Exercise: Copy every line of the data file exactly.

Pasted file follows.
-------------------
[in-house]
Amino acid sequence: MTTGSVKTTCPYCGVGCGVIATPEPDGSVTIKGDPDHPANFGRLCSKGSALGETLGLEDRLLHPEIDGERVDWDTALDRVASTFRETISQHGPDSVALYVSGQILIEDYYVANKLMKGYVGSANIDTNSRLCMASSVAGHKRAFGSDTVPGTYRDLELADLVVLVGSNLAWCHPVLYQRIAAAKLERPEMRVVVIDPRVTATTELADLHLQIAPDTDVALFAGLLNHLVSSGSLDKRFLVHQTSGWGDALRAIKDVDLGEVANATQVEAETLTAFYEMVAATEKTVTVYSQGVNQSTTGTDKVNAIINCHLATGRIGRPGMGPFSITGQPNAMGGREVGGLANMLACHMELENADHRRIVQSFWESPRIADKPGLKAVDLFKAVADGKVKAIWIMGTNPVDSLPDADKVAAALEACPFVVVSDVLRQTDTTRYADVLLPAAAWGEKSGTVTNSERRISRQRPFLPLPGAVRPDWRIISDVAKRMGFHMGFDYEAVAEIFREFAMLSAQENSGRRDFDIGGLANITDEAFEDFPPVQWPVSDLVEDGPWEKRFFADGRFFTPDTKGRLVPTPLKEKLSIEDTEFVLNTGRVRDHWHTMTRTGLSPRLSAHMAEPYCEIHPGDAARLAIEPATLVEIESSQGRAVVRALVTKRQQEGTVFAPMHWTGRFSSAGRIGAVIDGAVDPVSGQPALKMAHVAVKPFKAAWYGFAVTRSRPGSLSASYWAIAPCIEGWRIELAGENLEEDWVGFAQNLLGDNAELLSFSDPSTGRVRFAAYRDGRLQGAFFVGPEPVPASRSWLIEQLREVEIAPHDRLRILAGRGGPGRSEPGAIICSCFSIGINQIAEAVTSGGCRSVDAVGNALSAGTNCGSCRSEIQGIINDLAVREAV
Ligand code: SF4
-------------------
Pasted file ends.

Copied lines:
[in-house]
Amino acid sequence: MTTGSVKTTCPYCGVGCGVIATPEPDGSVTIKGDPDHPANFGRLCSKGSALGETLGLEDRLLHPEIDGERVDWDTALDRVASTFRETISQHGPDSVALYVSGQILIEDYYVANKLMKGYVGSANIDTNSRLCMASSVAGHKRAFGSDTVPGTYRDLELADLVVLVGSNLAWCHPVLYQRIAAAKLERPEMRVVVIDPRVTATTELADLHLQIAPDTDVALFAGLLNHLVSSGSLDKRFLVHQTSGWGDALRAIKDVDLGEVANATQVEAETLTAFYEMVAATEKTVTVYSQGVNQSTTGTDKVNAIINCHLATGRIGRPGMGPFSITGQPNAMGGREVGGLANMLACHMELENADHRRIVQSFWESPRIADKPGLKAVDLFKAVADGKVKAIWIMGTNPVDSLPDADKVAAALEACPFVVVSDVLRQTDTTRYADVLLPAAAWGEKSGTVTNSERRISRQRPFLPLPGAVRPDWRIISDVAKRMGFHMGFDYEAVAEIFREFAMLSAQENSGRRDFDIGGLANITDEAFEDFPPVQWPVSDLVEDGPWEKRFFADGRFFTPDTKGRLVPTPLKEKLSIEDTEFVLNTGRVRDHWHTMTRTGLSPRLSAHMAEPYCEIHPGDAARLAIEPATLVEIESSQGRAVVRALVTKRQQEGTVFAPMHWTGRFSSAGRIGAVIDGAVDPVSGQPALKMAHVAVKPFKAAWYGFAVTRSRPGSLSASYWAIAPCIEGWRIELAGENLEEDWVGFAQNLLGDNAELLSFSDPSTGRVRFAAYRDGRLQGAFFVGPEPVPASRSWLIEQLREVEIAPHDRLRILAGRGGPGRSEPGAIICSCFSIGINQIAEAVTSGGCRSVDAVGNALSAGTNCGSCRSEIQGIINDLAVREAV
Ligand code: SF4